Redbeard’s raiding spree continued and caused much trouble to the Europeans. As a result, in 1530, the Holy Roman Emperor, Charles V, decided to seek the help of Andrea Doria, a formidable Genoese admiral. Hayreddin Redbeard’s first engagement with this adversary happened in 1531 when he bested his opponent, who commanded a Spanish-Genoese fleet of 40 galleys, and won the personal gratitude of the sultan.
Whilst Hayreddin Redbeard was on a military expedition to Habsburg Austria in the following year, Doria captured several cities on the coast of the Greek mainland. Although the Ottomans successfully recaptured these cities, it was then that the sultan realized the importance of having a strong navy to protect Ottoman interests in the Mediterranean from the seasoned seamen of Europe, including the Genoese and the Venetians. As a result, Redbeard was summoned to the court in Constantinople and was appointed the admiral of the Ottoman fleet.
The Battle of Preveza, in September 1538, was a historic naval battle between the Ottoman navy under Hayreddin Redbeard and the Western Christian navy under Captain Andrea Doria. (Actia Nicopolis Foundation / CC BY 4.0)
A Capable Naval Commander: Hayreddin Redbeard and the Battle of Preveza
Hayreddin Redbeard did not let his patron down and continued his raids on Christian Europe. He proved his capabilities as a naval commander once again in 1538. This time, a Holy League was assembled by Pope Paul III, led by Andrea Doria. The Genoese admiral commanded a fleet consisting of vessels belonging to the Papal States, the Spanish Empire, the Knights of Malta and the Republics of Genoa and Venice.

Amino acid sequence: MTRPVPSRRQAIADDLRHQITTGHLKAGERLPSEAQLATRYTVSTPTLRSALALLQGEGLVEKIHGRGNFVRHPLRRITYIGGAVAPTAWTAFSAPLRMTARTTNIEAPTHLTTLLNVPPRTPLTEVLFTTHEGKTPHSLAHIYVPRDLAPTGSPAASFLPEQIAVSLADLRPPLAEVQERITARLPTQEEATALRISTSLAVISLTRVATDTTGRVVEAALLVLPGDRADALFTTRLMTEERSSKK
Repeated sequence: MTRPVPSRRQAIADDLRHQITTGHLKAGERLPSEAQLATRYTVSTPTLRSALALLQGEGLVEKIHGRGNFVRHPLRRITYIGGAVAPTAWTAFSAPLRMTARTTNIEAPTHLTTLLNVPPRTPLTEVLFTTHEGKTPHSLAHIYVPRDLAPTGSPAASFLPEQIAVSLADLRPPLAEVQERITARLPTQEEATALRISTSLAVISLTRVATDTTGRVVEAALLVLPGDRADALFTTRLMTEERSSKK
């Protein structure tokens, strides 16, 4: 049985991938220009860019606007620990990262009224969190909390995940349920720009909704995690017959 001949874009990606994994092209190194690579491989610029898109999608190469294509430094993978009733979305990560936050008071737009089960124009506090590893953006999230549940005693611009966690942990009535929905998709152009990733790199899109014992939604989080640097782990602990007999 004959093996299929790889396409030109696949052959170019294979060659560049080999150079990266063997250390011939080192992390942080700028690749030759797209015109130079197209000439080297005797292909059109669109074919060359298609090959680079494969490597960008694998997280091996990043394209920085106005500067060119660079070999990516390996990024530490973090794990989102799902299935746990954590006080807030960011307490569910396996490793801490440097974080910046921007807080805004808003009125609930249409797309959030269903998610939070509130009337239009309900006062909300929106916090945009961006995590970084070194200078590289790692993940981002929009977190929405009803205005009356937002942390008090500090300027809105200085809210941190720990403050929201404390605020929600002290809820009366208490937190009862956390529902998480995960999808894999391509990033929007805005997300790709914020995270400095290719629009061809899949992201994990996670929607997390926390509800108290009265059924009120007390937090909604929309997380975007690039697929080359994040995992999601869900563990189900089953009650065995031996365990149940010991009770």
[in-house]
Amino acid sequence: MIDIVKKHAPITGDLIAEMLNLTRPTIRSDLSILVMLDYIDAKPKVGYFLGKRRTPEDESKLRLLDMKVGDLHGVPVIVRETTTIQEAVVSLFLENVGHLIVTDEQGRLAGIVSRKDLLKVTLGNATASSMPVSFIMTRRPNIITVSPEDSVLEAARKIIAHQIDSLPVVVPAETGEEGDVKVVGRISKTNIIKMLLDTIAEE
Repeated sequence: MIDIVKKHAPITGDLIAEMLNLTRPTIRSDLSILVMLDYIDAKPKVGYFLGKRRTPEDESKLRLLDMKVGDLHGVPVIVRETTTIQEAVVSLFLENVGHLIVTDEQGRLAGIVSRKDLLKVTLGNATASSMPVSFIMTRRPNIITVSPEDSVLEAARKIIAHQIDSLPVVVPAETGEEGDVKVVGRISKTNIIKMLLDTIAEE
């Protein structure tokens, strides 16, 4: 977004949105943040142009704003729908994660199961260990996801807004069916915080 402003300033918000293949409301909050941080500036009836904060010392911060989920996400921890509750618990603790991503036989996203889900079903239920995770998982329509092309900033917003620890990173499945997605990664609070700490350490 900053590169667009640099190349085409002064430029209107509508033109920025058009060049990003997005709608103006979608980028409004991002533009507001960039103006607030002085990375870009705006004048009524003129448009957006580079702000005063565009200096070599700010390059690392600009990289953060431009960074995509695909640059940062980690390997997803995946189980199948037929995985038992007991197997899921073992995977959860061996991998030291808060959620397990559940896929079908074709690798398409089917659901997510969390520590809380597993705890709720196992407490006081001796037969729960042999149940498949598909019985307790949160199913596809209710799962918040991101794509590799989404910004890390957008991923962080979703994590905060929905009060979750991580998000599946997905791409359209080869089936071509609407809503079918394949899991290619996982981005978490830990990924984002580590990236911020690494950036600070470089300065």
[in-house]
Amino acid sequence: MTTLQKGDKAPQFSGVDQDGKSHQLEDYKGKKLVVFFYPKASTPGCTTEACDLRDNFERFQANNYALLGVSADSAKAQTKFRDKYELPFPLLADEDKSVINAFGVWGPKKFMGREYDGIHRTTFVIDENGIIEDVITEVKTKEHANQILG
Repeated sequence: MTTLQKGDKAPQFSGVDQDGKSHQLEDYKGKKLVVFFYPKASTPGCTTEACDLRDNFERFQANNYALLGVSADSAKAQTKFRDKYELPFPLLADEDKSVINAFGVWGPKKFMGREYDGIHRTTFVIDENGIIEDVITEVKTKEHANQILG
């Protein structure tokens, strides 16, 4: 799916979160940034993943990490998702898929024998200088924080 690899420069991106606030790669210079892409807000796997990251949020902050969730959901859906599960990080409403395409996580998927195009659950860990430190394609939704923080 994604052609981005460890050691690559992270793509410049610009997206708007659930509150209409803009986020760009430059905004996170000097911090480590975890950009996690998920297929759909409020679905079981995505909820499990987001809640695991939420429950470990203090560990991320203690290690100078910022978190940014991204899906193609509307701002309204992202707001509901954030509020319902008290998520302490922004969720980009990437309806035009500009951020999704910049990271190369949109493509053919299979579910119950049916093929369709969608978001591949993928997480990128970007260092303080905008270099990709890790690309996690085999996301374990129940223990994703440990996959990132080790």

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The Battle of Preveza, which took place on the 28th of September 1538, resulted in another victory for Redbeard and ensured that the eastern Mediterranean would be dominated by the Ottomans until the Battle of Lepanto in 1571.
Tomb of Hayreddin Redbeard in the Beşiktaş district of Istanbul. (Darwinek / CC BY-SA 3.0)
Redbeard’s Loyalty and Peaceful End
Hayreddin Redbeard continued to serve the Ottoman Empire loyally. For instance, when Charles V attempted to bribe the pirate to switch sides, it is said that he refused the offer outright.
Additionally, the raids of coastal cities continued. Some, such as the Genoese, eventually gave up trying to defeat Hayreddin Redbeard, and chose to pay tribute in order to be spared from being attacked. At one point of time, the Ottomans entered into an alliance with the French, and Redbeard found himself defending southern France from Spanish attack during this time.
A truce was finally reached between the Ottomans and the Spanish in 1544. In the following year, Redbeard retired to a villa on the northern shore of the Bosporus. While his son was appointed as the new ruler of Algiers, Redbeard ensured that his memoirs written for posterity. In 1546, he died of natural causes and was buried on the European side of the Bosporus Straits.
Top image: 16th century depiction of the notorious pirate Hayreddin Barbarossa, known as Redbeard. Source: Public domain
By Wu Mingren